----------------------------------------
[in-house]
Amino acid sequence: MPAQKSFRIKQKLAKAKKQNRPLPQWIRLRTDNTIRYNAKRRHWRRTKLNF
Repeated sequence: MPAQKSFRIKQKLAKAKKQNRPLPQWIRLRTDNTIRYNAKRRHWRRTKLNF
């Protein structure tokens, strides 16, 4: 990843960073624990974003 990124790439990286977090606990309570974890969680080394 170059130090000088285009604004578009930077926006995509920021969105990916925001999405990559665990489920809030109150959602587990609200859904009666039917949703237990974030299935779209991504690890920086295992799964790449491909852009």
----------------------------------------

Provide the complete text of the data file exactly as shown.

[in-house]
Amino acid sequence: MPAQKSFRIKQKLAKAKKQNRPLPQWIRLRTDNTIRYNAKRRHWRRTKLNF
Repeated sequence: MPAQKSFRIKQKLAKAKKQNRPLPQWIRLRTDNTIRYNAKRRHWRRTKLNF
């Protein structure tokens, strides 16, 4: 990843960073624990974003 990124790439990286977090606990309570974890969680080394 170059130090000088285009604004578009930077926006995509920021969105990916925001999405990559665990489920809030109150959602587990609200859904009666039917949703237990974030299935779209991504690890920086295992799964790449491909852009």